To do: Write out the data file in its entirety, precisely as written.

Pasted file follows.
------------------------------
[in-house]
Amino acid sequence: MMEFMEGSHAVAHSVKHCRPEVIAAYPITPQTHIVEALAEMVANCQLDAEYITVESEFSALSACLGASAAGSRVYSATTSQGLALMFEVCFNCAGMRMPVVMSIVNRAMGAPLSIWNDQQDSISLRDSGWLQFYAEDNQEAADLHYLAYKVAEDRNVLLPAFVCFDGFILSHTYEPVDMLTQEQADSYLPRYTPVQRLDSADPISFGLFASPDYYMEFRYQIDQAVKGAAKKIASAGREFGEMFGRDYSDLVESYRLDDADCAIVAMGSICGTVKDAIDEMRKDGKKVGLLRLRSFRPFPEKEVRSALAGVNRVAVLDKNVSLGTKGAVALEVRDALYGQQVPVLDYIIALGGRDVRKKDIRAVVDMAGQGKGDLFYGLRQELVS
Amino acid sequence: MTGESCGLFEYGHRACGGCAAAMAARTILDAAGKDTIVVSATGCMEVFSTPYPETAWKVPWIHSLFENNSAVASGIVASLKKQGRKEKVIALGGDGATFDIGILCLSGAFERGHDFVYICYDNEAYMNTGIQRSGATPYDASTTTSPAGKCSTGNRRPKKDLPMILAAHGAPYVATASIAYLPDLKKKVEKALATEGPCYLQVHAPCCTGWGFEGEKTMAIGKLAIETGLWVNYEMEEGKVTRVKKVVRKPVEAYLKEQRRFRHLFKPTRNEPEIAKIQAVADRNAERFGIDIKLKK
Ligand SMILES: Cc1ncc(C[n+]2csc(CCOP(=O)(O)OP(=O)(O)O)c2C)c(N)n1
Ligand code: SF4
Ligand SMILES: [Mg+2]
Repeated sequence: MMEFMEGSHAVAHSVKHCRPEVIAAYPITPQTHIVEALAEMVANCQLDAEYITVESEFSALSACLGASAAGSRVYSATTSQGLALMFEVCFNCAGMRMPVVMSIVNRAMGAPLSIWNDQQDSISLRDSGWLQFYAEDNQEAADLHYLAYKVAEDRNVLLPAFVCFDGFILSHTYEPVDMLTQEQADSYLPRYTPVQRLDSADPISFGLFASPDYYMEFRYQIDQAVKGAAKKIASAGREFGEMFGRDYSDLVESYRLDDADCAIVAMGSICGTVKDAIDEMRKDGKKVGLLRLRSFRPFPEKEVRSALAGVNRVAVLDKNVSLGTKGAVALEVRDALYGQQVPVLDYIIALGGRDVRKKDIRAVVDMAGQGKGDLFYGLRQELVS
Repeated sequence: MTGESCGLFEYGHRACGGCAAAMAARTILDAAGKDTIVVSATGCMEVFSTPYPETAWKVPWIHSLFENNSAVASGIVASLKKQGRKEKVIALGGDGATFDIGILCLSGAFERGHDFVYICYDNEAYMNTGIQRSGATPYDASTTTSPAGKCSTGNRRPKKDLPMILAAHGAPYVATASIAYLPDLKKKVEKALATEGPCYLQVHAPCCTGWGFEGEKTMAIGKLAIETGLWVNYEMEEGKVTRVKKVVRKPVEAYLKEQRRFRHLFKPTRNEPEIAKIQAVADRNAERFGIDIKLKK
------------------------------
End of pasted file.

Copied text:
[in-house]
Amino acid sequence: MMEFMEGSHAVAHSVKHCRPEVIAAYPITPQTHIVEALAEMVANCQLDAEYITVESEFSALSACLGASAAGSRVYSATTSQGLALMFEVCFNCAGMRMPVVMSIVNRAMGAPLSIWNDQQDSISLRDSGWLQFYAEDNQEAADLHYLAYKVAEDRNVLLPAFVCFDGFILSHTYEPVDMLTQEQADSYLPRYTPVQRLDSADPISFGLFASPDYYMEFRYQIDQAVKGAAKKIASAGREFGEMFGRDYSDLVESYRLDDADCAIVAMGSICGTVKDAIDEMRKDGKKVGLLRLRSFRPFPEKEVRSALAGVNRVAVLDKNVSLGTKGAVALEVRDALYGQQVPVLDYIIALGGRDVRKKDIRAVVDMAGQGKGDLFYGLRQELVS
Amino acid sequence: MTGESCGLFEYGHRACGGCAAAMAARTILDAAGKDTIVVSATGCMEVFSTPYPETAWKVPWIHSLFENNSAVASGIVASLKKQGRKEKVIALGGDGATFDIGILCLSGAFERGHDFVYICYDNEAYMNTGIQRSGATPYDASTTTSPAGKCSTGNRRPKKDLPMILAAHGAPYVATASIAYLPDLKKKVEKALATEGPCYLQVHAPCCTGWGFEGEKTMAIGKLAIETGLWVNYEMEEGKVTRVKKVVRKPVEAYLKEQRRFRHLFKPTRNEPEIAKIQAVADRNAERFGIDIKLKK
Ligand SMILES: Cc1ncc(C[n+]2csc(CCOP(=O)(O)OP(=O)(O)O)c2C)c(N)n1
Ligand code: SF4
Ligand SMILES: [Mg+2]
Repeated sequence: MMEFMEGSHAVAHSVKHCRPEVIAAYPITPQTHIVEALAEMVANCQLDAEYITVESEFSALSACLGASAAGSRVYSATTSQGLALMFEVCFNCAGMRMPVVMSIVNRAMGAPLSIWNDQQDSISLRDSGWLQFYAEDNQEAADLHYLAYKVAEDRNVLLPAFVCFDGFILSHTYEPVDMLTQEQADSYLPRYTPVQRLDSADPISFGLFASPDYYMEFRYQIDQAVKGAAKKIASAGREFGEMFGRDYSDLVESYRLDDADCAIVAMGSICGTVKDAIDEMRKDGKKVGLLRLRSFRPFPEKEVRSALAGVNRVAVLDKNVSLGTKGAVALEVRDALYGQQVPVLDYIIALGGRDVRKKDIRAVVDMAGQGKGDLFYGLRQELVS
Repeated sequence: MTGESCGLFEYGHRACGGCAAAMAARTILDAAGKDTIVVSATGCMEVFSTPYPETAWKVPWIHSLFENNSAVASGIVASLKKQGRKEKVIALGGDGATFDIGILCLSGAFERGHDFVYICYDNEAYMNTGIQRSGATPYDASTTTSPAGKCSTGNRRPKKDLPMILAAHGAPYVATASIAYLPDLKKKVEKALATEGPCYLQVHAPCCTGWGFEGEKTMAIGKLAIETGLWVNYEMEEGKVTRVKKVVRKPVEAYLKEQRRFRHLFKPTRNEPEIAKIQAVADRNAERFGIDIKLKK